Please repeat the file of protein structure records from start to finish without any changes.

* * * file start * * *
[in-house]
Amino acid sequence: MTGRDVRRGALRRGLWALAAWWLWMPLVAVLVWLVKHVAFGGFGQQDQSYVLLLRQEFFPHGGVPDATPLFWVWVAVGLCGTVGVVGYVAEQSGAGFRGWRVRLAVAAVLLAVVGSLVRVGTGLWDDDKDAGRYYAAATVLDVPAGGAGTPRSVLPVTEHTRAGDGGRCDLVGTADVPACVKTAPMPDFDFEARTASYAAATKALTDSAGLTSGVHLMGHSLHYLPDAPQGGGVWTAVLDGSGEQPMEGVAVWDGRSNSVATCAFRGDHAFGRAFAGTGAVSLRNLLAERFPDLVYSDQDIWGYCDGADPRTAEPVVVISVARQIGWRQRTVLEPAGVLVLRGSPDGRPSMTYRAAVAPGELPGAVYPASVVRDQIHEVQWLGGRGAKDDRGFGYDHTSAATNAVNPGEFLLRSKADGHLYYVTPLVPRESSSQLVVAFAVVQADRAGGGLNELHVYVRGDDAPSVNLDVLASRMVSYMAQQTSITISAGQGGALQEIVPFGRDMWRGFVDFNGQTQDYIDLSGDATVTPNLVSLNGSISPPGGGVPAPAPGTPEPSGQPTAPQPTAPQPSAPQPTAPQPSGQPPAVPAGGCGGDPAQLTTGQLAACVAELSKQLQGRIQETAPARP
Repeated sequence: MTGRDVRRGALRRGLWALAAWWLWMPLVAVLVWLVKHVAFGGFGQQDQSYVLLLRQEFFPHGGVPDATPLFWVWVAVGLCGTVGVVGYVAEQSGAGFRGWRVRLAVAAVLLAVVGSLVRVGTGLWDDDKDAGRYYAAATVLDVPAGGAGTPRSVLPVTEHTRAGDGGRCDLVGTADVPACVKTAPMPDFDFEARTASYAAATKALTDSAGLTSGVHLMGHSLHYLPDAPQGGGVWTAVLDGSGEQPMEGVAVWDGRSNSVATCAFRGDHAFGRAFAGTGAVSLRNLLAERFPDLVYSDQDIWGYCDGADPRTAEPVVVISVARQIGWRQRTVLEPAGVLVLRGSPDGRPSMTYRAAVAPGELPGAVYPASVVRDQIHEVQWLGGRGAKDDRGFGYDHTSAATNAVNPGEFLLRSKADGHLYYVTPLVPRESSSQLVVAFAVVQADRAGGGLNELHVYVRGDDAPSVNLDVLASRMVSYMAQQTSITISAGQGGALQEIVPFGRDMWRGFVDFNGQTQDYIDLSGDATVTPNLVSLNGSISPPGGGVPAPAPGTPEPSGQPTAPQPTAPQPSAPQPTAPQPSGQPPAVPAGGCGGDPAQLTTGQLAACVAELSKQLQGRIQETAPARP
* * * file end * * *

[in-house]
Amino acid sequence: MTGRDVRRGALRRGLWALAAWWLWMPLVAVLVWLVKHVAFGGFGQQDQSYVLLLRQEFFPHGGVPDATPLFWVWVAVGLCGTVGVVGYVAEQSGAGFRGWRVRLAVAAVLLAVVGSLVRVGTGLWDDDKDAGRYYAAATVLDVPAGGAGTPRSVLPVTEHTRAGDGGRCDLVGTADVPACVKTAPMPDFDFEARTASYAAATKALTDSAGLTSGVHLMGHSLHYLPDAPQGGGVWTAVLDGSGEQPMEGVAVWDGRSNSVATCAFRGDHAFGRAFAGTGAVSLRNLLAERFPDLVYSDQDIWGYCDGADPRTAEPVVVISVARQIGWRQRTVLEPAGVLVLRGSPDGRPSMTYRAAVAPGELPGAVYPASVVRDQIHEVQWLGGRGAKDDRGFGYDHTSAATNAVNPGEFLLRSKADGHLYYVTPLVPRESSSQLVVAFAVVQADRAGGGLNELHVYVRGDDAPSVNLDVLASRMVSYMAQQTSITISAGQGGALQEIVPFGRDMWRGFVDFNGQTQDYIDLSGDATVTPNLVSLNGSISPPGGGVPAPAPGTPEPSGQPTAPQPTAPQPSAPQPTAPQPSGQPPAVPAGGCGGDPAQLTTGQLAACVAELSKQLQGRIQETAPARP
Repeated sequence: MTGRDVRRGALRRGLWALAAWWLWMPLVAVLVWLVKHVAFGGFGQQDQSYVLLLRQEFFPHGGVPDATPLFWVWVAVGLCGTVGVVGYVAEQSGAGFRGWRVRLAVAAVLLAVVGSLVRVGTGLWDDDKDAGRYYAAATVLDVPAGGAGTPRSVLPVTEHTRAGDGGRCDLVGTADVPACVKTAPMPDFDFEARTASYAAATKALTDSAGLTSGVHLMGHSLHYLPDAPQGGGVWTAVLDGSGEQPMEGVAVWDGRSNSVATCAFRGDHAFGRAFAGTGAVSLRNLLAERFPDLVYSDQDIWGYCDGADPRTAEPVVVISVARQIGWRQRTVLEPAGVLVLRGSPDGRPSMTYRAAVAPGELPGAVYPASVVRDQIHEVQWLGGRGAKDDRGFGYDHTSAATNAVNPGEFLLRSKADGHLYYVTPLVPRESSSQLVVAFAVVQADRAGGGLNELHVYVRGDDAPSVNLDVLASRMVSYMAQQTSITISAGQGGALQEIVPFGRDMWRGFVDFNGQTQDYIDLSGDATVTPNLVSLNGSISPPGGGVPAPAPGTPEPSGQPTAPQPTAPQPSAPQPTAPQPSGQPPAVPAGGCGGDPAQLTTGQLAACVAELSKQLQGRIQETAPARP